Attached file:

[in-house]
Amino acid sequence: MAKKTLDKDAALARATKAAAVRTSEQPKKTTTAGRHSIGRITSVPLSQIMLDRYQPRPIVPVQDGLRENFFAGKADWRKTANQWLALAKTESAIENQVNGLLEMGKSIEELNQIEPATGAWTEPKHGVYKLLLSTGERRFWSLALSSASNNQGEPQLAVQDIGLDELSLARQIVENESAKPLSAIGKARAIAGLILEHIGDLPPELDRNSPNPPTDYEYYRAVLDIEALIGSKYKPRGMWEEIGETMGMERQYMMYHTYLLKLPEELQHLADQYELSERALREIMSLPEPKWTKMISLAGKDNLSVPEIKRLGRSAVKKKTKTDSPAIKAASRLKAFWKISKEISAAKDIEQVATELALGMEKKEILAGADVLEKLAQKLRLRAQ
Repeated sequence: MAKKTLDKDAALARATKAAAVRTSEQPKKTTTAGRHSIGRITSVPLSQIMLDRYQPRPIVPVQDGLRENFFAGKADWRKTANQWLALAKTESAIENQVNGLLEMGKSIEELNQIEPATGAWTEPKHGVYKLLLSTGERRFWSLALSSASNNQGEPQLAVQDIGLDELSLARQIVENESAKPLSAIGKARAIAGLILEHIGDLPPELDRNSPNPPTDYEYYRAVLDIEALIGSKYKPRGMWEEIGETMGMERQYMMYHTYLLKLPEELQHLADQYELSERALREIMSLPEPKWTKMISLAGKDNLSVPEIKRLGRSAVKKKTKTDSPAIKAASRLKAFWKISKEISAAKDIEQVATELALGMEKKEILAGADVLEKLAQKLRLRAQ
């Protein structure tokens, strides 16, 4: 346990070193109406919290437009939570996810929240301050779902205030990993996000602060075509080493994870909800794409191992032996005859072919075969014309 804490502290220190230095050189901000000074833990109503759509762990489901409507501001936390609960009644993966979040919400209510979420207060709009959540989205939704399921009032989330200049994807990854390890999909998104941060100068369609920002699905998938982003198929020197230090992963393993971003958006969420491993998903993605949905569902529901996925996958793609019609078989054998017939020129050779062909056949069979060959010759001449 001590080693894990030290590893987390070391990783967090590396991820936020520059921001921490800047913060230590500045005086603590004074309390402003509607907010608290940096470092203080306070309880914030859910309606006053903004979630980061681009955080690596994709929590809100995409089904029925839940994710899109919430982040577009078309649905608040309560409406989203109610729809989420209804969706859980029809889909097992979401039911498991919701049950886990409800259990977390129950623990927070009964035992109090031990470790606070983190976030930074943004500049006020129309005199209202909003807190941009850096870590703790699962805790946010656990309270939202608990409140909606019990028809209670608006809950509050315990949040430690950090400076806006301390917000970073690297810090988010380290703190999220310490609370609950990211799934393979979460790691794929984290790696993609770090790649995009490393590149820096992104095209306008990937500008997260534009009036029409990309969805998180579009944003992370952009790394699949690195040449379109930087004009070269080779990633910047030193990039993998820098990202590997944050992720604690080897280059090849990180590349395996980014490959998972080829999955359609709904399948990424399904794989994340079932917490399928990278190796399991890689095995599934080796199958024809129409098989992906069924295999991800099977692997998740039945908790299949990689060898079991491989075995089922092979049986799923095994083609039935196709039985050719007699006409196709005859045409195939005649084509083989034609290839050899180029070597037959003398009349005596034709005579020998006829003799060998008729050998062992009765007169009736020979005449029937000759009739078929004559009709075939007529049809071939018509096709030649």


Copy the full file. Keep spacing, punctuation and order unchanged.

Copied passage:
[in-house]
Amino acid sequence: MAKKTLDKDAALARATKAAAVRTSEQPKKTTTAGRHSIGRITSVPLSQIMLDRYQPRPIVPVQDGLRENFFAGKADWRKTANQWLALAKTESAIENQVNGLLEMGKSIEELNQIEPATGAWTEPKHGVYKLLLSTGERRFWSLALSSASNNQGEPQLAVQDIGLDELSLARQIVENESAKPLSAIGKARAIAGLILEHIGDLPPELDRNSPNPPTDYEYYRAVLDIEALIGSKYKPRGMWEEIGETMGMERQYMMYHTYLLKLPEELQHLADQYELSERALREIMSLPEPKWTKMISLAGKDNLSVPEIKRLGRSAVKKKTKTDSPAIKAASRLKAFWKISKEISAAKDIEQVATELALGMEKKEILAGADVLEKLAQKLRLRAQ
Repeated sequence: MAKKTLDKDAALARATKAAAVRTSEQPKKTTTAGRHSIGRITSVPLSQIMLDRYQPRPIVPVQDGLRENFFAGKADWRKTANQWLALAKTESAIENQVNGLLEMGKSIEELNQIEPATGAWTEPKHGVYKLLLSTGERRFWSLALSSASNNQGEPQLAVQDIGLDELSLARQIVENESAKPLSAIGKARAIAGLILEHIGDLPPELDRNSPNPPTDYEYYRAVLDIEALIGSKYKPRGMWEEIGETMGMERQYMMYHTYLLKLPEELQHLADQYELSERALREIMSLPEPKWTKMISLAGKDNLSVPEIKRLGRSAVKKKTKTDSPAIKAASRLKAFWKISKEISAAKDIEQVATELALGMEKKEILAGADVLEKLAQKLRLRAQ
């Protein structure tokens, strides 16, 4: 346990070193109406919290437009939570996810929240301050779902205030990993996000602060075509080493994870909800794409191992032996005859072919075969014309 804490502290220190230095050189901000000074833990109503759509762990489901409507501001936390609960009644993966979040919400209510979420207060709009959540989205939704399921009032989330200049994807990854390890999909998104941060100068369609920002699905998938982003198929020197230090992963393993971003958006969420491993998903993605949905569902529901996925996958793609019609078989054998017939020129050779062909056949069979060959010759001449 001590080693894990030290590893987390070391990783967090590396991820936020520059921001921490800047913060230590500045005086603590004074309390402003509607907010608290940096470092203080306070309880914030859910309606006053903004979630980061681009955080690596994709929590809100995409089904029925839940994710899109919430982040577009078309649905608040309560409406989203109610729809989420209804969706859980029809889909097992979401039911498991919701049950886990409800259990977390129950623990927070009964035992109090031990470790606070983190976030930074943004500049006020129309005199209202909003807190941009850096870590703790699962805790946010656990309270939202608990409140909606019990028809209670608006809950509050315990949040430690950090400076806006301390917000970073690297810090988010380290703190999220310490609370609950990211799934393979979460790691794929984290790696993609770090790649995009490393590149820096992104095209306008990937500008997260534009009036029409990309969805998180579009944003992370952009790394699949690195040449379109930087004009070269080779990633910047030193990039993998820098990202590997944050992720604690080897280059090849990180590349395996980014490959998972080829999955359609709904399948990424399904794989994340079932917490399928990278190796399991890689095995599934080796199958024809129409098989992906069924295999991800099977692997998740039945908790299949990689060898079991491989075995089922092979049986799923095994083609039935196709039985050719007699006409196709005859045409195939005649084509083989034609290839050899180029070597037959003398009349005596034709005579020998006829003799060998008729050998062992009765007169009736020979005449029937000759009739078929004559009709075939007529049809071939018509096709030649």